Uhlmann initially pursued a career as an engineer and worked in the industry in the 1930s. At the same time, however, he became involved with cubist and constructivist approaches to form in drawing and sculpture. From early on, he was particularly fascinated with metal structures. His avant-garde self-conception is reflected in the bent and soldered objects made of wire and sheet metal, which already incorporated the empty space in between as part of the sculpture. In the course of the 1950s, he gained national and international recognition for these positions. In 1950, he was appointed to teach at the 'Hochschule für Bildende Künste' Berlin, initially the undergraduate class, and in 1952 he finally took over the sculpting class, becoming part of the change of generations and paradigms that took place at this time. He soon had a new studio with assistants and technical equipment at his disposal, which made the construction of new metal sculptures possible. From then on, larger dimensions, welded surfaces and geometric elements gained in importance and were realized in numerous large sculptures in public spaces.
The relevance of his artistic position is also demonstrated by his participation in the first three documenta exhibitions from 1955-1967 under the co-direction of Werner Haftmann, who also placed him in the landmark post-war exhibitions "The New Decade: 22 European Painters and Sculptors" in 1955 and "German Art of the 20th century" in 1957 at New York's Museum of Modern Art. Ernst Wilhelm Nay, whom Uhlmann had met in Berlin at the end of the 1940s, had drawn the attention of the most influential art historian of the post-war period to his first major exhibition at Galerie Günther Franke in Munich in 1950. In the 1957 catalog, Alfred Hentzen, director of the Hamburger Kunsthalle, also emphasized his importance as "The only German sculptor of this generation who has worked continuously and with consistent logic in purely non-objective forms " (quoted from 'German Art of the 20th century', New York 1957, p. 176) - a pioneer unique in his generation who opened up new paths with his work.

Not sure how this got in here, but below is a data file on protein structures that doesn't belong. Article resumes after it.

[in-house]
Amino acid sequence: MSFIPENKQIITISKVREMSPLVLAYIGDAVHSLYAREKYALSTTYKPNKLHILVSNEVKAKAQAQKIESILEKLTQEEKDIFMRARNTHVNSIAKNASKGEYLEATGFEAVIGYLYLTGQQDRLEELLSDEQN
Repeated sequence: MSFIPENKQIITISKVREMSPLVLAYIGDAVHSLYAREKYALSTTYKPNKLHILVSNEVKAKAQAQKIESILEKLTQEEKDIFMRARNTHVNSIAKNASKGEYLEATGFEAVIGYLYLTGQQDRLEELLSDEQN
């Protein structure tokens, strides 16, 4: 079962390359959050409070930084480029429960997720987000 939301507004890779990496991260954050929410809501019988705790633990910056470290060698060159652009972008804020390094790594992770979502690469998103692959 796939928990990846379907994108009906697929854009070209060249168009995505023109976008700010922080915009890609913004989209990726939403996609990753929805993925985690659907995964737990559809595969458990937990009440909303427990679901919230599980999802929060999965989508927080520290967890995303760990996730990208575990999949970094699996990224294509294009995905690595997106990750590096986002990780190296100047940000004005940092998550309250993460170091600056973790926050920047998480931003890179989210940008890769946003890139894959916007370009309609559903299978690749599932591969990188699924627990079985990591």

The post-war generation change, closely linked to the final recognition of abstraction as an independent means of expression, did not only take place in painting (Abstract Expressionism and Art Informel), but also in sculpting. In the 1950s, Norbert Kricke continued the art of the line in dialog with Uhlmann (also called up in our Evening Sale: Norbert Kricke, Raumplastik Rot, Stahl auf Sockel, 1950s). In photography, important artists such as Otto Steinert experimented with forms and graphic structures that were conceived as abstract, successfully representing their point of view in the internationally acclaimed exhibition "subjektive fotografie" (Otto Steinert, cover of the exhibition catalog "subjektive fotografie", silver gelatin print, 1951, offered in our Post War Day Sale).
Despite Uhlmann's artistic significance, he has yet to be appreciated by a wider public today; a gap that will be filled with the major retrospective of his artistic work from the 1930s to the 1970s in the exhibition "Hans Uhlmann - Experimentelles Formen" at the Berlinische Galerie in 2024. [KT].



124000206
Hans Uhlmann
Draht-Plastik, 1949.
Iron, mounted on a wooden base
Estimate:
€ 80,000 - 120,000

 
$ 85,600 - 128,400

Information on buyer's premium, taxation and resale right compensation will be available four weeks before the auction.